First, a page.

For example, Director A has never run a company before and owns a small business under a single company structure with three employees. Director B has been a director and chair of the board of a company for over 15 years. The company has several subsidiaries specialising in financial services, and there are over 100 employees. Under these circumstances, Director B will likely be required to exercise a higher standard of care and diligence than Director A.

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What Is the Business Judgement Rule?

The business judgement rule can be used as a defence to claim that a director has not breached their duty of care and diligence. It protects directors in situations where they legitimately believed that they were making the right decision and where they made the decision honestly, or in good faith. To benefit from the rule, directors must have made a conscious decision. This includes any conscious decision not to take any action. A director who fails to inform themselves on business matters will not be protected under the rule as they have not consciously made a judgement.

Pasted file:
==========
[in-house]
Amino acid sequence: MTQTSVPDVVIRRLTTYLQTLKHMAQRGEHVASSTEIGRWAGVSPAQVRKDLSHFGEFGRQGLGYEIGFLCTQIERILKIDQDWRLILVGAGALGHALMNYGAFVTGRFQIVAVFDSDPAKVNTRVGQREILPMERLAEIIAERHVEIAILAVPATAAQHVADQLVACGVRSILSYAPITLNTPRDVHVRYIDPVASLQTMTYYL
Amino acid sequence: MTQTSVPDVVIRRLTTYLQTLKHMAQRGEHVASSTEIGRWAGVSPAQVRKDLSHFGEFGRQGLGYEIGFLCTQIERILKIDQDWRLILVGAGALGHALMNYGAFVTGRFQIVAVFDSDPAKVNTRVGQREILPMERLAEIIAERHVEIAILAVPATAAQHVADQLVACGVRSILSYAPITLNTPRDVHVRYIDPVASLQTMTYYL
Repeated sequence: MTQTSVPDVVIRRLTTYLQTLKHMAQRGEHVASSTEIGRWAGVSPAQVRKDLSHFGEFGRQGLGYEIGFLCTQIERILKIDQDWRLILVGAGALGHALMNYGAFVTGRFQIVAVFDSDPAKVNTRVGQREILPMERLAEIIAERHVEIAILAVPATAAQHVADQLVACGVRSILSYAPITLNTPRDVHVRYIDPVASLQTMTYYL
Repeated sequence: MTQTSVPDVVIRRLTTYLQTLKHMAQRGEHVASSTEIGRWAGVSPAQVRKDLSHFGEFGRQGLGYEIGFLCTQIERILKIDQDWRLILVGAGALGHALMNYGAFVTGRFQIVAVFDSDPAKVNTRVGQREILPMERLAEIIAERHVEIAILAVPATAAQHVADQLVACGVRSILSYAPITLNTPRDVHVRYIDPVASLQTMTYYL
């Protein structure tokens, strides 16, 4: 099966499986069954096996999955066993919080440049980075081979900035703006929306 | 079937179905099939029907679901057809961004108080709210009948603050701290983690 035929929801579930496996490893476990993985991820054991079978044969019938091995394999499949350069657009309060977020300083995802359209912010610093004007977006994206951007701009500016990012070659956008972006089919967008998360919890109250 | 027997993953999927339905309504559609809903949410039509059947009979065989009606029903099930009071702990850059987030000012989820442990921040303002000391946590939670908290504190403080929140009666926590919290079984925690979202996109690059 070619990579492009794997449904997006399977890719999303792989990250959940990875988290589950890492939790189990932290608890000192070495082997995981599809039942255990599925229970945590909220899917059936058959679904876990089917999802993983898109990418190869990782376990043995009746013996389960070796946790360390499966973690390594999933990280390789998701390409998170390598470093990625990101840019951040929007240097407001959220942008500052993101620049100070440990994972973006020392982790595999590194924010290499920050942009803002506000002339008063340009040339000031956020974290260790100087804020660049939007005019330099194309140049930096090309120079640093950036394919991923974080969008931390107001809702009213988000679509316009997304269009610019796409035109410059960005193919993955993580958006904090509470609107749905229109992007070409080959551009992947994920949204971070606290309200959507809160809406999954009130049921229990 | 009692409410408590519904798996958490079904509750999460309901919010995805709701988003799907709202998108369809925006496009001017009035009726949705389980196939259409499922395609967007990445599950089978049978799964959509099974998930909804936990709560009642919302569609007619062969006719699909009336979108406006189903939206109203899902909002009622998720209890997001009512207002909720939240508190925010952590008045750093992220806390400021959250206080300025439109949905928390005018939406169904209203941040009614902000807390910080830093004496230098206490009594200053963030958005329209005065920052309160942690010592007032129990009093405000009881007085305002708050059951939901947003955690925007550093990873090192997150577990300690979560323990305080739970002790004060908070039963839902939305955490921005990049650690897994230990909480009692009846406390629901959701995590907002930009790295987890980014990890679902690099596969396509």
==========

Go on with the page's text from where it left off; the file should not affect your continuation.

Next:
A director who makes a business judgement will usually not have breached their duty of care and diligence if they:

  • made the judgement honestly (in good faith) and to benefit the company (proper purpose);
  • do not have a significant personal interest in the subject matter of the judgement;
  • properly inform themselves about the subject matter to the extent they believe is reasonable and appropriate; and
  • rationally believe that the judgement is in the best interests of the company.

How Do I Satisfy the Duty of Care and Diligence?

As a company director, you have a positive obligation to inform yourself about the affairs of the company properly. You could be in breach of your duties as a director if you are:

  • not paying enough attention to the company;
  • not keeping yourself informed about the company; or
  • acting dishonestly.

Some situations where directors have breached this duty in practice include: